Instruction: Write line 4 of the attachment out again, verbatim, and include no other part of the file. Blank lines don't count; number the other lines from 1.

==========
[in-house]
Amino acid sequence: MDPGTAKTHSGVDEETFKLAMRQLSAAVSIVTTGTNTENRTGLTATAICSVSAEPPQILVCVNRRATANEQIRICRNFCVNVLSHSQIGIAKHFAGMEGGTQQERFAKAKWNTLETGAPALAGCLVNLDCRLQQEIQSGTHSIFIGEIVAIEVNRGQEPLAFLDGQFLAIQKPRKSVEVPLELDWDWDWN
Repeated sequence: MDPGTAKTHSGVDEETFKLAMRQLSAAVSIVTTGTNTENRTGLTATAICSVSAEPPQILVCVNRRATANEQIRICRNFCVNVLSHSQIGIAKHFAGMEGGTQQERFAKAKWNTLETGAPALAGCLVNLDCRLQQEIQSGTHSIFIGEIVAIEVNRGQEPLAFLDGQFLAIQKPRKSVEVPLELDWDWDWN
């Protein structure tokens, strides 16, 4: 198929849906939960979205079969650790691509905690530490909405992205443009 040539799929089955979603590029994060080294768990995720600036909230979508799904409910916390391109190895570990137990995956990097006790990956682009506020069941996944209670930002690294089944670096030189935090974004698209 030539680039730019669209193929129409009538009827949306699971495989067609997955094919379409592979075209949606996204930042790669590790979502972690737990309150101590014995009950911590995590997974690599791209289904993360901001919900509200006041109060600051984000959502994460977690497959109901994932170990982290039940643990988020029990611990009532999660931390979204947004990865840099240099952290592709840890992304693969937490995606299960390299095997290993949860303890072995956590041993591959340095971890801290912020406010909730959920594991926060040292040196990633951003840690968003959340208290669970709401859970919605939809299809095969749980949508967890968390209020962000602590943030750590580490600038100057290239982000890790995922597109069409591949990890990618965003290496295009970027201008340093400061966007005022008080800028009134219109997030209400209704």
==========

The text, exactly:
């Protein structure tokens, strides 16, 4: 198929849906939960979205079969650790691509905690530490909405992205443009 040539799929089955979603590029994060080294768990995720600036909230979508799904409910916390391109190895570990137990995956990097006790990956682009506020069941996944209670930002690294089944670096030189935090974004698209 030539680039730019669209193929129409009538009827949306699971495989067609997955094919379409592979075209949606996204930042790669590790979502972690737990309150101590014995009950911590995590997974690599791209289904993360901001919900509200006041109060600051984000959502994460977690497959109901994932170990982290039940643990988020029990611990009532999660931390979204947004990865840099240099952290592709840890992304693969937490995606299960390299095997290993949860303890072995956590041993591959340095971890801290912020406010909730959920594991926060040292040196990633951003840690968003959340208290669970709401859970919605939809299809095969749980949508967890968390209020962000602590943030750590580490600038100057290239982000890790995922597109069409591949990890990618965003290496295009970027201008340093400061966007005022008080800028009134219109997030209400209704």